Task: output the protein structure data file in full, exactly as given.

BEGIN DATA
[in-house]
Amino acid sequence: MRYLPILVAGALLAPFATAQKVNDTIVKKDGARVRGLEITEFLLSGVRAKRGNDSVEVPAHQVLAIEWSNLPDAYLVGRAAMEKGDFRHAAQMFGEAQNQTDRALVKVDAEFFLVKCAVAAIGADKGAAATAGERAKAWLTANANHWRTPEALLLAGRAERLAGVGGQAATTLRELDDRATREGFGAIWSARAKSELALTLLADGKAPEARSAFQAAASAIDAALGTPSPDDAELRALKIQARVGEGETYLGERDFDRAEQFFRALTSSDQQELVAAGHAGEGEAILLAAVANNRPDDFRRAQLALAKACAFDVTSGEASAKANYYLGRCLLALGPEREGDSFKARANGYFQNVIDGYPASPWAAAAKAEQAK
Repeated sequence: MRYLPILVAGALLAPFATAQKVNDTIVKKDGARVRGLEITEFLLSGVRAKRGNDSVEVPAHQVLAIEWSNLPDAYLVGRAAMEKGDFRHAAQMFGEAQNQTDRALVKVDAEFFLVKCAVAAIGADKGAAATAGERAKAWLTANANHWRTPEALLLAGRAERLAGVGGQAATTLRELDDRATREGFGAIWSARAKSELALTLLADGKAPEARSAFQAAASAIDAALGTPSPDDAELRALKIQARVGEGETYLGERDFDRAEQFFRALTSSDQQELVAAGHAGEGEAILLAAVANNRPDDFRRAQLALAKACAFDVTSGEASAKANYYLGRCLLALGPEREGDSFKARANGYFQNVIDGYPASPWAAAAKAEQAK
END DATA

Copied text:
[in-house]
Amino acid sequence: MRYLPILVAGALLAPFATAQKVNDTIVKKDGARVRGLEITEFLLSGVRAKRGNDSVEVPAHQVLAIEWSNLPDAYLVGRAAMEKGDFRHAAQMFGEAQNQTDRALVKVDAEFFLVKCAVAAIGADKGAAATAGERAKAWLTANANHWRTPEALLLAGRAERLAGVGGQAATTLRELDDRATREGFGAIWSARAKSELALTLLADGKAPEARSAFQAAASAIDAALGTPSPDDAELRALKIQARVGEGETYLGERDFDRAEQFFRALTSSDQQELVAAGHAGEGEAILLAAVANNRPDDFRRAQLALAKACAFDVTSGEASAKANYYLGRCLLALGPEREGDSFKARANGYFQNVIDGYPASPWAAAAKAEQAK
Repeated sequence: MRYLPILVAGALLAPFATAQKVNDTIVKKDGARVRGLEITEFLLSGVRAKRGNDSVEVPAHQVLAIEWSNLPDAYLVGRAAMEKGDFRHAAQMFGEAQNQTDRALVKVDAEFFLVKCAVAAIGADKGAAATAGERAKAWLTANANHWRTPEALLLAGRAERLAGVGGQAATTLRELDDRATREGFGAIWSARAKSELALTLLADGKAPEARSAFQAAASAIDAALGTPSPDDAELRALKIQARVGEGETYLGERDFDRAEQFFRALTSSDQQELVAAGHAGEGEAILLAAVANNRPDDFRRAQLALAKACAFDVTSGEASAKANYYLGRCLLALGPEREGDSFKARANGYFQNVIDGYPASPWAAAAKAEQAK